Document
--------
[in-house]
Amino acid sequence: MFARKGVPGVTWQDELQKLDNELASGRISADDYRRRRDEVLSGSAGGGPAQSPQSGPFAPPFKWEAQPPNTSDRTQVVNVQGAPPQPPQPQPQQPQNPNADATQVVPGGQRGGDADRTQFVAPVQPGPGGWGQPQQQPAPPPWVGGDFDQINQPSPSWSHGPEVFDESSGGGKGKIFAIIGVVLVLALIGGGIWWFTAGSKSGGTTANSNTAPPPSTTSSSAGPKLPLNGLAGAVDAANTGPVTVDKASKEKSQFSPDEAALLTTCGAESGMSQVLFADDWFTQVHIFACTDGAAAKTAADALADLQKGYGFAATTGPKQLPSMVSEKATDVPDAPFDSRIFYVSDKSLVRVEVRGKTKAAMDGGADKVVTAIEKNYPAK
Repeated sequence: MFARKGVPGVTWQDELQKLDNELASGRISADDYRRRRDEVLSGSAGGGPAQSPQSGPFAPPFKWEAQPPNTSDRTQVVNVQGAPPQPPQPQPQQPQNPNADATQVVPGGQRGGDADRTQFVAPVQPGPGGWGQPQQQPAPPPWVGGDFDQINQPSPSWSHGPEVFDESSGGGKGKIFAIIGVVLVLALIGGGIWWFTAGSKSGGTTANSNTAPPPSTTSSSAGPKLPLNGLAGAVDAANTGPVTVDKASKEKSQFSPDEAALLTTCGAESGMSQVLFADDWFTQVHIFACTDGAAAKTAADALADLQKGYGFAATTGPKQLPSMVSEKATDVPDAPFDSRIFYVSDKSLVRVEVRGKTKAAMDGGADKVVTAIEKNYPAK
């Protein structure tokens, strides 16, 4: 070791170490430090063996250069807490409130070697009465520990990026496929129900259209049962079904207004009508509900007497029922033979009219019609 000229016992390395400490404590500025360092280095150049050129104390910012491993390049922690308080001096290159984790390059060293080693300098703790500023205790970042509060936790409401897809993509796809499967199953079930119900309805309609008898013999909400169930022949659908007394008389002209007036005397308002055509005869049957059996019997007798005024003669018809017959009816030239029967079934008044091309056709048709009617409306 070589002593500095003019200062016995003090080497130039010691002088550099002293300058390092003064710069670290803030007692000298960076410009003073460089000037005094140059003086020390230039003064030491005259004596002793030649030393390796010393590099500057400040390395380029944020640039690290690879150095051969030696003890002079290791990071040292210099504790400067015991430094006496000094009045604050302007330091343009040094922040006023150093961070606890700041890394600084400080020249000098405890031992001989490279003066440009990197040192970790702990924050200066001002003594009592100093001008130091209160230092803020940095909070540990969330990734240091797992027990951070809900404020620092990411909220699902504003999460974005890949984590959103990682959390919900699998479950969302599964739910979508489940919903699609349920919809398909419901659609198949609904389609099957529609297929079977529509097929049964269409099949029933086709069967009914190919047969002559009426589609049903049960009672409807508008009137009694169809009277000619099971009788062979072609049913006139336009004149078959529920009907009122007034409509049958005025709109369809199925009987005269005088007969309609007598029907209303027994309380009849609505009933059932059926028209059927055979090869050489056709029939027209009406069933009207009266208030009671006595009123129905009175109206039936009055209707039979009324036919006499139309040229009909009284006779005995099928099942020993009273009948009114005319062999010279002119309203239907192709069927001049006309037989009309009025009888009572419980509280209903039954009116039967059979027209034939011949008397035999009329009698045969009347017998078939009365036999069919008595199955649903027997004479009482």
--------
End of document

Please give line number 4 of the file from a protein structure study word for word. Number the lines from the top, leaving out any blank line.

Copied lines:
């Protein structure tokens, strides 16, 4: 070791170490430090063996250069807490409130070697009465520990990026496929129900259209049962079904207004009508509900007497029922033979009219019609 000229016992390395400490404590500025360092280095150049050129104390910012491993390049922690308080001096290159984790390059060293080693300098703790500023205790970042509060936790409401897809993509796809499967199953079930119900309805309609008898013999909400169930022949659908007394008389002209007036005397308002055509005869049957059996019997007798005024003669018809017959009816030239029967079934008044091309056709048709009617409306 070589002593500095003019200062016995003090080497130039010691002088550099002293300058390092003064710069670290803030007692000298960076410009003073460089000037005094140059003086020390230039003064030491005259004596002793030649030393390796010393590099500057400040390395380029944020640039690290690879150095051969030696003890002079290791990071040292210099504790400067015991430094006496000094009045604050302007330091343009040094922040006023150093961070606890700041890394600084400080020249000098405890031992001989490279003066440009990197040192970790702990924050200066001002003594009592100093001008130091209160230092803020940095909070540990969330990734240091797992027990951070809900404020620092990411909220699902504003999460974005890949984590959103990682959390919900699998479950969302599964739910979508489940919903699609349920919809398909419901659609198949609904389609099957529609297929079977529509097929049964269409099949029933086709069967009914190919047969002559009426589609049903049960009672409807508008009137009694169809009277000619099971009788062979072609049913006139336009004149078959529920009907009122007034409509049958005025709109369809199925009987005269005088007969309609007598029907209303027994309380009849609505009933059932059926028209059927055979090869050489056709029939027209009406069933009207009266208030009671006595009123129905009175109206039936009055209707039979009324036919006499139309040229009909009284006779005995099928099942020993009273009948009114005319062999010279002119309203239907192709069927001049006309037989009309009025009888009572419980509280209903039954009116039967059979027209034939011949008397035999009329009698045969009347017998078939009365036999069919008595199955649903027997004479009482």